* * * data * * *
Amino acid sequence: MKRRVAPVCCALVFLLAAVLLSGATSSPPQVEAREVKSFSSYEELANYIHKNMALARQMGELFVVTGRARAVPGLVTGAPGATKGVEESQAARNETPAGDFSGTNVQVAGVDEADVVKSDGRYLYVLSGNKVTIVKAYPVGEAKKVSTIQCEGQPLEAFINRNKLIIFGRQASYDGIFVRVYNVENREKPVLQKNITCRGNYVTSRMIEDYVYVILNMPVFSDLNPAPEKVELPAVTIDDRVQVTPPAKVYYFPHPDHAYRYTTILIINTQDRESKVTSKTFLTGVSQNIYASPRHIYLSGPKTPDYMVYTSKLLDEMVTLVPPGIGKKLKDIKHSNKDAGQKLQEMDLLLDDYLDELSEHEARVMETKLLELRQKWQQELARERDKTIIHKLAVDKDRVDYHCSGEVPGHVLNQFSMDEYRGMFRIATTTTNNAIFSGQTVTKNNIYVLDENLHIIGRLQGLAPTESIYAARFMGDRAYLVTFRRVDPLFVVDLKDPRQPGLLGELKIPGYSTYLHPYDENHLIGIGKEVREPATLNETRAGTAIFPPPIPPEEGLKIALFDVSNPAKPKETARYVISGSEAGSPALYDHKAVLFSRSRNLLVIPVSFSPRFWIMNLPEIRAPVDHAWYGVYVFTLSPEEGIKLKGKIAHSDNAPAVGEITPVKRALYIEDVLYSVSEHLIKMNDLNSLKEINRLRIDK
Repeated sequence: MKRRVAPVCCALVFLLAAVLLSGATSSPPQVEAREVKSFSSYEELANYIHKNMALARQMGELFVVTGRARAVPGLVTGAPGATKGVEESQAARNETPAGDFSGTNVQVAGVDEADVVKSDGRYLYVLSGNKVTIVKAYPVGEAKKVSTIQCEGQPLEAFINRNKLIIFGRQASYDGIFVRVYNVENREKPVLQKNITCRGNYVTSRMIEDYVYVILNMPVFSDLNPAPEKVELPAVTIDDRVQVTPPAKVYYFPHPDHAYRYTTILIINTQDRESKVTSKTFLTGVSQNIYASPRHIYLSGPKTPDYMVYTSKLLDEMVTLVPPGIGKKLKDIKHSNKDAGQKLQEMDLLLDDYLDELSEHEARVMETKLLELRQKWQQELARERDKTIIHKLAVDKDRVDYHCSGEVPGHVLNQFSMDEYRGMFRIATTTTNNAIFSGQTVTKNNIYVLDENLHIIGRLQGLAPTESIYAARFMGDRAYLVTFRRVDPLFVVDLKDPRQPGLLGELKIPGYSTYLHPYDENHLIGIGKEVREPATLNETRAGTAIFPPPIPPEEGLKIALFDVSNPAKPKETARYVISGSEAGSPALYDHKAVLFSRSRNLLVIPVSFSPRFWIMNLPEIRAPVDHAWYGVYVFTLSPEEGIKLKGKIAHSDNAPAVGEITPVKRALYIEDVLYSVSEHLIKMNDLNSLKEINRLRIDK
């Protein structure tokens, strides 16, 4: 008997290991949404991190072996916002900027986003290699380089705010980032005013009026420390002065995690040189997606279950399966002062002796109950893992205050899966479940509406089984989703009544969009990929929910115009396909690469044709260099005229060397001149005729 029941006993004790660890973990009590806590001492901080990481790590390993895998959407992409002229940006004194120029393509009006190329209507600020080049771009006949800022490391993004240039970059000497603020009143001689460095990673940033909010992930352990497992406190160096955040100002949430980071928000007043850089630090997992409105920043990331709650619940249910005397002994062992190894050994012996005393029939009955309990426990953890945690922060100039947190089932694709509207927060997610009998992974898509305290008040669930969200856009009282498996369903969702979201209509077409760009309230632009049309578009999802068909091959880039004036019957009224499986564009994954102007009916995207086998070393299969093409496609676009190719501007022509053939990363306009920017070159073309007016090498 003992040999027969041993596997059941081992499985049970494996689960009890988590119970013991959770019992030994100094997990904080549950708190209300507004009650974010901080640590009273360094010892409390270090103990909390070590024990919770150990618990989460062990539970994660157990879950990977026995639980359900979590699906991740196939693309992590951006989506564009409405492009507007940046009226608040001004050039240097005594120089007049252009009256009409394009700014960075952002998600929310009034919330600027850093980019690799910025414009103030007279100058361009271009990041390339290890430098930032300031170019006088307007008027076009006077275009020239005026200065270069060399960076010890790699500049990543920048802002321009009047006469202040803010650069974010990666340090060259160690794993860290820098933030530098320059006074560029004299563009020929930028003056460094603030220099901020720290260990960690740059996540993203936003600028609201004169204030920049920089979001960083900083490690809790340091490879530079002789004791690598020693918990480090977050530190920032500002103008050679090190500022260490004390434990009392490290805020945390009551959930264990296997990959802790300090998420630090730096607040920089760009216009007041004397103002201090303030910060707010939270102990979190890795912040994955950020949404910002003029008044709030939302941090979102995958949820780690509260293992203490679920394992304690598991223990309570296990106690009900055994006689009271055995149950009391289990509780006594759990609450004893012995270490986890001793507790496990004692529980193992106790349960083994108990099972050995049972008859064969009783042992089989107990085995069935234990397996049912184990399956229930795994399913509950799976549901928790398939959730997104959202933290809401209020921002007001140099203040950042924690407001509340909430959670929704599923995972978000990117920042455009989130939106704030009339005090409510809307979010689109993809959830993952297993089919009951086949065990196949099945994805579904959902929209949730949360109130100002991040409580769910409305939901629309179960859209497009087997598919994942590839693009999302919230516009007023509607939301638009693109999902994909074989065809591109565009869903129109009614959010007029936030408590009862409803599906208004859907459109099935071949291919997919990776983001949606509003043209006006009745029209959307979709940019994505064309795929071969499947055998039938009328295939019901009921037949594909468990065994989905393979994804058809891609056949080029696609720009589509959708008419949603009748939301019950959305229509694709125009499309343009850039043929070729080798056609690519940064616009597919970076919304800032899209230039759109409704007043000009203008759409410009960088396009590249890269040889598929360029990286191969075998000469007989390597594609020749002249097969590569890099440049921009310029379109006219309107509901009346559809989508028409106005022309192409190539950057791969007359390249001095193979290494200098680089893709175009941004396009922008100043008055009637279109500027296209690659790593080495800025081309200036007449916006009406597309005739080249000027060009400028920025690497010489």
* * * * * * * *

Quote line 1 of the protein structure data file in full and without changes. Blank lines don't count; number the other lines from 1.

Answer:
Amino acid sequence: MKRRVAPVCCALVFLLAAVLLSGATSSPPQVEAREVKSFSSYEELANYIHKNMALARQMGELFVVTGRARAVPGLVTGAPGATKGVEESQAARNETPAGDFSGTNVQVAGVDEADVVKSDGRYLYVLSGNKVTIVKAYPVGEAKKVSTIQCEGQPLEAFINRNKLIIFGRQASYDGIFVRVYNVENREKPVLQKNITCRGNYVTSRMIEDYVYVILNMPVFSDLNPAPEKVELPAVTIDDRVQVTPPAKVYYFPHPDHAYRYTTILIINTQDRESKVTSKTFLTGVSQNIYASPRHIYLSGPKTPDYMVYTSKLLDEMVTLVPPGIGKKLKDIKHSNKDAGQKLQEMDLLLDDYLDELSEHEARVMETKLLELRQKWQQELARERDKTIIHKLAVDKDRVDYHCSGEVPGHVLNQFSMDEYRGMFRIATTTTNNAIFSGQTVTKNNIYVLDENLHIIGRLQGLAPTESIYAARFMGDRAYLVTFRRVDPLFVVDLKDPRQPGLLGELKIPGYSTYLHPYDENHLIGIGKEVREPATLNETRAGTAIFPPPIPPEEGLKIALFDVSNPAKPKETARYVISGSEAGSPALYDHKAVLFSRSRNLLVIPVSFSPRFWIMNLPEIRAPVDHAWYGVYVFTLSPEEGIKLKGKIAHSDNAPAVGEITPVKRALYIEDVLYSVSEHLIKMNDLNSLKEINRLRIDK